A Conversation with
Gabriel Sjöblom-Fodor

KT: Gabriel, your research details how “antipathic attitudes in Swedish society towards Islamic religious expressions on both macro- and micro-levels” were ex­ploited by ISIS recruiters. “Society was in fact at war with the religion of Islam and with Muslims.1 Could you please give some detail on what had gone on in Sweden previously for those narratives to resonate with youth?

GSF: This goes back to the fact that Sweden is one of the most secular, liberal coun­tries in Europe where the preferred type of religious freedom is what I call ‘nega­tive religious freedom’: it is freedom from religious expressions that’s favoured in the public sphere, rather than including different faiths into secular society on an equal footing. Historically, the Church [as an institution] used to be very powerful in Sweden, it occupied a prominent place in public life. Then, at the beginning of the 20th century, modernizing movements curbed the power of the Church, what is seen as one of the foundational myths of modern Sweden: they broke the monop­oly of the Church and pushed Christian­ity back into the private sphere from [the] public sphere. Sweden has been a cultur­ally, ethnically, religiously homogenous country until about 40 years ago. There were maybe some regional differences, like in Germany, between various parts, but basically still the same culture from North to South.

So when Muslim immigrants began to settle in Sweden and brought with them religious and cultural practices from their countries of origin, this was seen as a social and political assertiveness of sorts, a challenge against the prevailing order of society: This caused friction, along the lines of “we managed to get rid of these medieval, superstitious ideas. Now these people are bringing them back into our society.” And with time it became seen as a threat against the secular foundations of the modern state, that if you leave a space for these beliefs and practices, it legitimizes them, and they’re going to grow and undermine the liberal order of society.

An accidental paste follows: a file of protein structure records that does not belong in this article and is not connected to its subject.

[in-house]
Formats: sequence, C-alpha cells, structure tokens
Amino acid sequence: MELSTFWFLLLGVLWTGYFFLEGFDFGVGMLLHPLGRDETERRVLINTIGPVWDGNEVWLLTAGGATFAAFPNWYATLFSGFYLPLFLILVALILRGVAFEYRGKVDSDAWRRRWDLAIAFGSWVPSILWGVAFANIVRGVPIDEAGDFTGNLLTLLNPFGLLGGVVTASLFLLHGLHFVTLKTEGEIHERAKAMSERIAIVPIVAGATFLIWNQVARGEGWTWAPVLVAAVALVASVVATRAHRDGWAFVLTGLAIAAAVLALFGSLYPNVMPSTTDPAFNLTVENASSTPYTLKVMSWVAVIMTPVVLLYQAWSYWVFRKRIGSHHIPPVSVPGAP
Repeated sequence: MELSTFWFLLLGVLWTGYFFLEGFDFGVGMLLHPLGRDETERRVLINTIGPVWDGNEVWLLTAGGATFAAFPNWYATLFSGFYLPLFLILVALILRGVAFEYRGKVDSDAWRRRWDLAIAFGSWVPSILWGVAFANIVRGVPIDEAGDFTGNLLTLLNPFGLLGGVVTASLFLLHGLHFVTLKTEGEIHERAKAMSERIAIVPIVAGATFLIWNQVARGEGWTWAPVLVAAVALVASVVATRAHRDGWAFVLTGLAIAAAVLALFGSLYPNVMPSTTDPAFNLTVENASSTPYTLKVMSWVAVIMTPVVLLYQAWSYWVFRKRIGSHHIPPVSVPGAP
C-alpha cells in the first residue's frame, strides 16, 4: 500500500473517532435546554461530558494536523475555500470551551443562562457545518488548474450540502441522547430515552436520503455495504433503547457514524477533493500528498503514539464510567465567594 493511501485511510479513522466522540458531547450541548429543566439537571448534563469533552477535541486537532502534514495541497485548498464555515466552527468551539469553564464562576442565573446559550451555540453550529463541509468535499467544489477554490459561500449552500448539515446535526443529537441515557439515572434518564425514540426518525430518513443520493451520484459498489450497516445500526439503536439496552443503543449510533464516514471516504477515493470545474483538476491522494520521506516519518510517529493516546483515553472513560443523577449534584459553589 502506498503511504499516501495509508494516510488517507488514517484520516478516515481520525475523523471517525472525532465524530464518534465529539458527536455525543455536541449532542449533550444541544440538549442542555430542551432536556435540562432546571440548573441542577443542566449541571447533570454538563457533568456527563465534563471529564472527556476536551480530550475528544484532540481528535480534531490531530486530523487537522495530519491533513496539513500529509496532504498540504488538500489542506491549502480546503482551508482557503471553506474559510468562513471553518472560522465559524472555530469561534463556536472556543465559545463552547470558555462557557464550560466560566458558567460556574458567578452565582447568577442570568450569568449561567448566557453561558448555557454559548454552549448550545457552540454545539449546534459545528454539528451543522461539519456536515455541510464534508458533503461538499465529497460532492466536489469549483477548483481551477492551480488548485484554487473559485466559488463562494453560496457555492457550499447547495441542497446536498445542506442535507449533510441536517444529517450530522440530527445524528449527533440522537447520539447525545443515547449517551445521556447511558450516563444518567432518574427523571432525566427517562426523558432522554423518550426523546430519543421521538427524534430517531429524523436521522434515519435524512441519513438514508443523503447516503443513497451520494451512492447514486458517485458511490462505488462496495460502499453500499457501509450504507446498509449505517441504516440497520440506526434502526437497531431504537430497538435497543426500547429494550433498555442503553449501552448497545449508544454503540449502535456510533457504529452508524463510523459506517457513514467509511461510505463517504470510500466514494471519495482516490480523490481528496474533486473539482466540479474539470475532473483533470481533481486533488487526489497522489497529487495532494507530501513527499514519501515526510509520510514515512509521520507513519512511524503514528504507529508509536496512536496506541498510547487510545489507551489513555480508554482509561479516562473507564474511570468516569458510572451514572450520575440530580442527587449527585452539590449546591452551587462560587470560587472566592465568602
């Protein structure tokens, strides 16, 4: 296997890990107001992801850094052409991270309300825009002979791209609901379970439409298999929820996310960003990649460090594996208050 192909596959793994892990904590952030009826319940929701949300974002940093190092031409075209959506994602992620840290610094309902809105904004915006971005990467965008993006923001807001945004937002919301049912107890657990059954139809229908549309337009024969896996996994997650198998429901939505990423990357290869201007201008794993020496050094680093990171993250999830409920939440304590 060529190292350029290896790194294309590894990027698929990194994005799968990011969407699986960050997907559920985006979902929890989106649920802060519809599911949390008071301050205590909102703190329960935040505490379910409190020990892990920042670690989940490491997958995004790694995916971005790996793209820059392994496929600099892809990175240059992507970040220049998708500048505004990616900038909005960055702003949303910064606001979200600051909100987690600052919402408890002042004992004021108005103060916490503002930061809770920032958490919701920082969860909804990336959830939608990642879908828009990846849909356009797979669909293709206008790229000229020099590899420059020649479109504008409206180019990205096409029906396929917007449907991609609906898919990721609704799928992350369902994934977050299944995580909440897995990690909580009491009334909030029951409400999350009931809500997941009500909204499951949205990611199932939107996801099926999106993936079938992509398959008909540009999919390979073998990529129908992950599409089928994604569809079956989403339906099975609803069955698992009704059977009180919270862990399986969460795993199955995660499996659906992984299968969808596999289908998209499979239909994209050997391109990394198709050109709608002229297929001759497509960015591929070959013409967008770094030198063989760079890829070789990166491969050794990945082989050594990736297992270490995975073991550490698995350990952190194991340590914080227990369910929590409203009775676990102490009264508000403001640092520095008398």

BW: Would you say these policies were too lenient, taking so much of a lais­sez-faire approach that the result was a loss of a coherent national identity, leading to parallel structures in society which now prevent a balanced integrative approach to immigration? And are the re­sulting segregated communities observ­able across a spectrum of ethnicities and nationalities, or is this phenomenon par­ticular to immigration from Muslim – or Muslim-majority countries?

GSF: So unfortunately, there’s been a mentality that we need to marginalize religious and cultural expressions. So, over the past 10 years, we had debates emerge about the freedom of religious expression in the public sphere –about the hijab, religious schools, separated bath times in bath houses for men and women, prayer times at work. This is similar to debates occurring in France, for example.2 And a dominant discourse, especially propagated through media, was that we cannot allow religious manifestations – that prayer should not be allowed at work, no public celebration of various religious holidays etc – because to make provision for them, allow them to be part of Swedish society would be “backtracking on our liberal successes”.

It creates friction, especially within the young generation. Often, for immigrant groups that are especially marginalized, the media might be their only link to mainstream society: what they see on TV, social media or the radio is what they take for the attitude of all of society – when it might not be representative. Yet when they hear even just certain politicians continuously saying “we’ll ban your religious practices”, they think it’s all of society against them. This creates a siege mentality.